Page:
Corey was next to her in three strides. “Mind if I attempt to be a gentleman and escort you?”
“I can manage,” she answered.
“Peaches, don’t be this way.”
She stopped and turned. She sauntered up to him, one delicate brow raised over her topaz-colored eyes. “That’s the last time I hear you say the word peaches,” she said with quiet warning. “Even if you’re eating one, you’d better call it a plum. You hear me?”
This time Corey didn’t try to stop the smile from pulling at the corner of his mouth. Very few people in the small town of Gauthier, Louisiana could talk to him in that tone of voice and get away with it.
And only one could look so good while doing it.
Damn, he’d missed her. As far as he knew, this was Mya’s first trip back to Gauthier since she’d left over fifteen years ago, and Corey doubted she would stay one minute longer than necessary. She probably had her boarding pass tucked inside that little black purse she’d been clutching throughout her grandfather’s funeral service.
Mya took off again for the church hall. Corey followed a few steps behind, admiring the view. How she managed to balance on those sexy heels once they reached the gravel parking lot was beyond his comprehension, but that was the case with just about everything Mya Dubois had ever done in her life. Why should this be any different?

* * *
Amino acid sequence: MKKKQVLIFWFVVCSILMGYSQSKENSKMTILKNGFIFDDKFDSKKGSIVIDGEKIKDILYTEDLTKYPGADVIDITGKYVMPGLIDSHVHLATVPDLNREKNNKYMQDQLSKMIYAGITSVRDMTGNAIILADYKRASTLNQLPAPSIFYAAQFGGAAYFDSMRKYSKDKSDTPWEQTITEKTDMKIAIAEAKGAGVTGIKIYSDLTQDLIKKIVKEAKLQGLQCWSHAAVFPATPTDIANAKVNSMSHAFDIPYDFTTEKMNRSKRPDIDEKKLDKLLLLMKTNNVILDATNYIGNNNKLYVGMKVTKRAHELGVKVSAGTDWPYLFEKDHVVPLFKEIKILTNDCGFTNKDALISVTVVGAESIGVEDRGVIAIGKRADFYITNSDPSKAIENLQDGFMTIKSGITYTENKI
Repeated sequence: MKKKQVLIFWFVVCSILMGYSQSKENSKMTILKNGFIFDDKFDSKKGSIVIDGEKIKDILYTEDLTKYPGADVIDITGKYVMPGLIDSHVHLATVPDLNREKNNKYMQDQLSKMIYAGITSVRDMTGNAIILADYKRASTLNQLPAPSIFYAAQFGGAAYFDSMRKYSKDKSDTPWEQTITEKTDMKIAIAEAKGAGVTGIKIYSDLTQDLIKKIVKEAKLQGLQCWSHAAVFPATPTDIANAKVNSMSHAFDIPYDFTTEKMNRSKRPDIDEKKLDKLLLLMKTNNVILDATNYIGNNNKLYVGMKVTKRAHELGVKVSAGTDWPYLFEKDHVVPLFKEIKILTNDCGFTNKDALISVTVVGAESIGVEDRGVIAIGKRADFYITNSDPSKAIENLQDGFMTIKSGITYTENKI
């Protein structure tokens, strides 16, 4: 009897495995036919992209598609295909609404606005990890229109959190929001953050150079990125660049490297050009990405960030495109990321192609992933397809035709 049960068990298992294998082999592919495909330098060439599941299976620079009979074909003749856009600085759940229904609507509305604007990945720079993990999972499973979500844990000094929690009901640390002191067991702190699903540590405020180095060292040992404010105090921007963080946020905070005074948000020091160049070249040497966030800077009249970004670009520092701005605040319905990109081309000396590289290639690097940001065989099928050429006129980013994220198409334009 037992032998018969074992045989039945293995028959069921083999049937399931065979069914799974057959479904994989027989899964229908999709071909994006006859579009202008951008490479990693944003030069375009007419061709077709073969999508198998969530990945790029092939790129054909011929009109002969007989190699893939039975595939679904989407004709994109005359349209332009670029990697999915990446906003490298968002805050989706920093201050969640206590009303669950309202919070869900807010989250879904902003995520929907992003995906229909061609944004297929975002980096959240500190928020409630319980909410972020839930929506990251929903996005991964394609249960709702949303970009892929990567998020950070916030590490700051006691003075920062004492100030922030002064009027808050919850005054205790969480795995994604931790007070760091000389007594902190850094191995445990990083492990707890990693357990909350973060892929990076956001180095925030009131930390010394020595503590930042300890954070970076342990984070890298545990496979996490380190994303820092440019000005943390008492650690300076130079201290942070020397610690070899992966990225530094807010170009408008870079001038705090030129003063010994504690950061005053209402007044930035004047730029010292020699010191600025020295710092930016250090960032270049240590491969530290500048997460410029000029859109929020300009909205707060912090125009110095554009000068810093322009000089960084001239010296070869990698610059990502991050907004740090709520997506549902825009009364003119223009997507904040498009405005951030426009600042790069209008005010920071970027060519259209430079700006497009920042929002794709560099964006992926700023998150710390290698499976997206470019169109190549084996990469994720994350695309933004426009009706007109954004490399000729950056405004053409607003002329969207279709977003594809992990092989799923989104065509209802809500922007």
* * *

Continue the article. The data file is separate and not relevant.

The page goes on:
Mya pushed off with her toe, setting the porch swing on a gentle sway. Her iced tea had grown watery, but she sipped anyway, hoping to quell the heat.
“Springtime in Louisiana,” Mya murmured as she used her forehead to wipe condensation from the glass. She could go back into the air conditioned house, but the atmosphere in there was more oppressing than these record high temperatures.
Mya knew she should have booked her flight for this afternoon. Guilt had forced her to add another day to her trip, but with Elizabeth milking the grieving daughter role for all it was worth, and the houseful of nosey neighbors prying into her life, Mya wanted nothing more than to be on a flight back to New York.
Maybe she could come back in a few weeks. Then she could sit back and enjoy a rare visit back home with her grandparents.
Her grandmother. Granddad was no longer here.